However, in this passage, the parents do not come into play. Instead, we see an interaction between the two brothers, “Once when Jacob was cooking some stew, Esau came in from the open country, famished. He said to Jacob, ‘Quick, let me have some of that red stew! I’m famished!’ (That is why he was also called Edom.)” (29-30) Jacob was cooking up some stew, apparently some lentil stew, when Esau came rushing in. He had come in from the open country, perhaps from a hunting trip, but he was famished. For all his skill in hunting, Esau was unable to kill any game on this trip, so he was hungry and not thinking straight. He demanded that his brother give him some of the red stew he was making and by his demands, Esau earned a nickname Edom, which means “red”. He was now Red because of his skin tone and the demand for the stew.

Being the good brother, Jacob responds, “First sell me your birthright.” (31) Ok, I don’t know how hungry Esau was, but selling your birthright for a bowl of stew seems like a bit of a reach. It seems to come out of nowhere, but perhaps Esau has a history of thinking with his stomach and Jacob has been ratcheting up his demands until this point. We don’t know how old they were at this point, so something like this could have been going on for years, leading up to this point. We learn that Jacob is an opportunist and is willing to play the long game in order to get what he wants, so it is entirely possible that Jacob and Esau had been doing this for a while, with escalating stakes, until arriving at this point.

“Look, I am about to die,” Esau said. “What good is the birthright to me?” (32) Esau was also prone to exaggeration. He said he was about to die. I highly doubt that was an accurate statement. If he were so weak, that he was about to die, he wouldn’t have stormed in, making demands. But, Esau did have a point, if he were about to die, then what good is the birthright to him? You don’t need a birthright or inheritance if you are about to die. What would you do with it? Bring it to the tomb with you? If you could do that, then your parents probably would have done it too. At any rate, Esau saw his current predicament as greater than any long-term issue. It was more important to take care of an immediate need than to ensure any long-term solutions. It is a concept that is very common today. People have so many immediate needs that it is hard to think about the future. All of our money goes into surviving life right now that savings accounts and retirement planning is minimal. We carry debt and don’t think about the days years from now. It is bad enough that many people who have retired have to get another job because they have not saved up enough to live.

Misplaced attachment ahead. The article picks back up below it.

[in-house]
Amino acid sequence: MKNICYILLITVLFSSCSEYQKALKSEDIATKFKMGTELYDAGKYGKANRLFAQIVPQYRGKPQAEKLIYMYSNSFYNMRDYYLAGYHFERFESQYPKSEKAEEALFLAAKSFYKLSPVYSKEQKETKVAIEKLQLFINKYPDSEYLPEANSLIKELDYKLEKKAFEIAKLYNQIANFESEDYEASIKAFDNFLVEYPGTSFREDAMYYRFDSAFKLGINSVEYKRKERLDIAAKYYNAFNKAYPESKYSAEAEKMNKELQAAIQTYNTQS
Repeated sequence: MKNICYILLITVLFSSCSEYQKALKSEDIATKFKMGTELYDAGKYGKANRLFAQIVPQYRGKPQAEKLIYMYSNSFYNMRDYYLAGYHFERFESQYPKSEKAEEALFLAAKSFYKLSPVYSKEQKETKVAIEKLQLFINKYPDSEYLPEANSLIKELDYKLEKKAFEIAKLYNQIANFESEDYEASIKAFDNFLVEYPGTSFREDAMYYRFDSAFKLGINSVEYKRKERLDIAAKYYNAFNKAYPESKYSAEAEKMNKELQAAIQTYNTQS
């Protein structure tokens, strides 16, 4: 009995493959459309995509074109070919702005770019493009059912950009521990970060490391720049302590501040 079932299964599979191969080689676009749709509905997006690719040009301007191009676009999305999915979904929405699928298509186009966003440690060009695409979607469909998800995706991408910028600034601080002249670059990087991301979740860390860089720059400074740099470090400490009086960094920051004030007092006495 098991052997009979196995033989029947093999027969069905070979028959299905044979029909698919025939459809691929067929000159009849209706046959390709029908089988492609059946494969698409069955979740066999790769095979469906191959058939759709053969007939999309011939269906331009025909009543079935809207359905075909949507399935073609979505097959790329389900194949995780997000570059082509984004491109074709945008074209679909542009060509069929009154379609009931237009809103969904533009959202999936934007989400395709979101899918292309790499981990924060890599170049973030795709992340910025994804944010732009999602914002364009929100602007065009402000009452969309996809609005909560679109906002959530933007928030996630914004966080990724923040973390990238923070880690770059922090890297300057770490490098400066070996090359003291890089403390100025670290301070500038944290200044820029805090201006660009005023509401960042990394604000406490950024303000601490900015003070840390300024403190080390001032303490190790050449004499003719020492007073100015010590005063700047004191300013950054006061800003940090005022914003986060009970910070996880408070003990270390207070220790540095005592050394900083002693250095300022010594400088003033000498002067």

Jacob, however, pushed on in his endeavor. “But Jacob said, ‘Swear to me first.’ So he swore an oath to him, selling his birthright to Jacob.” (33) Jacob made Esau swear an oath concerning the birthright, and Esau did. He put his immediate need over that of his future. Now, I highly doubt that this oath was legally binding. It was probably closer to a pinky promise or one of those promises where you spit in your hand and shake on it. Jacob wasn’t forceful about it. He didn’t pull out his Batman voice and say, “Swear to me”. Jacob was a plotter and enticed Esau to do so and his did. Jacob gave Esau some of the stew, and he ate it and left. It was an inconsequential meal, like most of our meals, but it had a profound impact.

The passage ends with, “So Esau despised his birthright.” (34) It might seem like a stretch to say that Esau despised his birthright, but think about it, he just sold his birthright to his brother for a bowl of lentil stew. I hope that was some phenomenal stew. There are some hundred-dollar burgers out there and they had better be the most outstanding meal to cost that much. They had better be life changing in order to be worth so much. A birthright is worth more than a hundred dollars, so this must have been the most expensive bowl of lentils in all of history. If he valued his birthright at all, then Esau would not have sold it. You only sell the things you don’t like for so little. You find no value, so you think you get a good deal.

Now, we can think of this birthright in a couple of ways. One way is the material inheritance. The oldest would usually get the majority of the wealth, like the gold and silver, servants, and flocks and herds, when the father passes away. We saw this with Isaac, he was the sole heir, while the other sons of Abraham just received nice parting gifts. That is one way with the birthright. The other is the spiritual aspect. Isaac was the inheritor of the God’s promise to Abraham, and the birthright, here, is to also accept God’s promise as an inheritance. It’s wasn’t just stuff that Esau was selling, he was selling God’s promise. Esau didn’t just despise the stuff we would get from Isaac, he was despising God’s promise and despising God.